Using FX Volatility Skews to Assess the Implied Probability of Brexit, Trump Election, and Hard Brexit

26 January 2018
13:00
Abstract


In the 12 months from the middle of June 2016 to the middle of June 2017, a number of events occurred in a relatively short period of time, all of which either had, or had the potential to have,  a considerably volatile impact upon financial markets. The events referred to here are the Brexit  referendum (23 June 2016), the US election (8 November 2016), the 2017 French elections (23 April and 7 May 2017) and the surprise 2017 UK parliamentary election (8 June 2017). 
All of these events - the Brexit referendum and the Trump election in particular - were notable both for their impact upon financial markets after the event and the degree to which the markets failed to anticipate these events. A natural question to ask is whether these could have been predicted, given information freely available in the financial markets beforehand. In this talk, we focus on market expectations for price action around Brexit and the Trump election, based on information available in the traded foreign exchange options market. We also investigate the horizon date of 30 March 2019, when the two year time window that started with the Article 50 notification on 29 March 2017 will terminate.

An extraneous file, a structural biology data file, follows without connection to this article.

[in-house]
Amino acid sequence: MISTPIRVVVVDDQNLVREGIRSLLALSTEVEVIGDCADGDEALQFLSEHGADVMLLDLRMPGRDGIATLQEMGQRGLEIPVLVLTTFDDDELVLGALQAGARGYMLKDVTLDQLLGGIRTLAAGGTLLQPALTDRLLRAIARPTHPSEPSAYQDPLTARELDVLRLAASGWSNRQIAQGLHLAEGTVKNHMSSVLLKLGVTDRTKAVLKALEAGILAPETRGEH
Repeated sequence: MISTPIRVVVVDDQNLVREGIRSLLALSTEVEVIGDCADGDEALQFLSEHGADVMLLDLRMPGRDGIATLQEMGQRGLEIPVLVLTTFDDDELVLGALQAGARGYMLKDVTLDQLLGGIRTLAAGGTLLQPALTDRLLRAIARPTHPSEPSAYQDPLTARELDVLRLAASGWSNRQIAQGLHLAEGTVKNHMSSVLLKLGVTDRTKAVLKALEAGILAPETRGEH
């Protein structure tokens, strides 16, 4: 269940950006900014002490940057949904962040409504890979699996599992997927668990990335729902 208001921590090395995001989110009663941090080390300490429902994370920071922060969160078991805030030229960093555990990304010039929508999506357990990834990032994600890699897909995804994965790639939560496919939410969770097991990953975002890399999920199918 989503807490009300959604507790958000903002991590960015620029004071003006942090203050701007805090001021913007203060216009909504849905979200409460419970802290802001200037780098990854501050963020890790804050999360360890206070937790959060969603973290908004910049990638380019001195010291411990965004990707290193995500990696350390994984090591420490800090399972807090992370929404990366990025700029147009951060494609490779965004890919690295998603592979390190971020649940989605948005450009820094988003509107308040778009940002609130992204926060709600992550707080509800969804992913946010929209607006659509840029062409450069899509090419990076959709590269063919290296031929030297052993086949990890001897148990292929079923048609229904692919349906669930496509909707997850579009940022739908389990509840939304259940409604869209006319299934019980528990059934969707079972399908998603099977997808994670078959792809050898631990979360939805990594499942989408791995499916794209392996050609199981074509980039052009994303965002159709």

Mathematically, we construct a mixture model corresponding to two scenarios for the GBPUSD exchange rate after the referendum vote, one scenario for “remain” and one for “leave”. Calibrating this model to four months of market data, from 24 February to 22 June 2016, we find that a “leave” vote was associated with a predicted devaluation of the British pound to approximately 1.37 USD per GBP, a 4.5% devaluation, and quite consistent with the observed post-referendum exchange rate move down from 1.4877 to 1.3622. We find similar predictive power for USDMXN in the case of the 2016 US presidential election. We argue that we can apply the same bimodal mixture model technique to construct two states of the world corresponding to soft Brexit (continued access to the single market) and hard Brexit (failure of negotiations in this regard).
 

  • Mathematical Finance Internal Seminar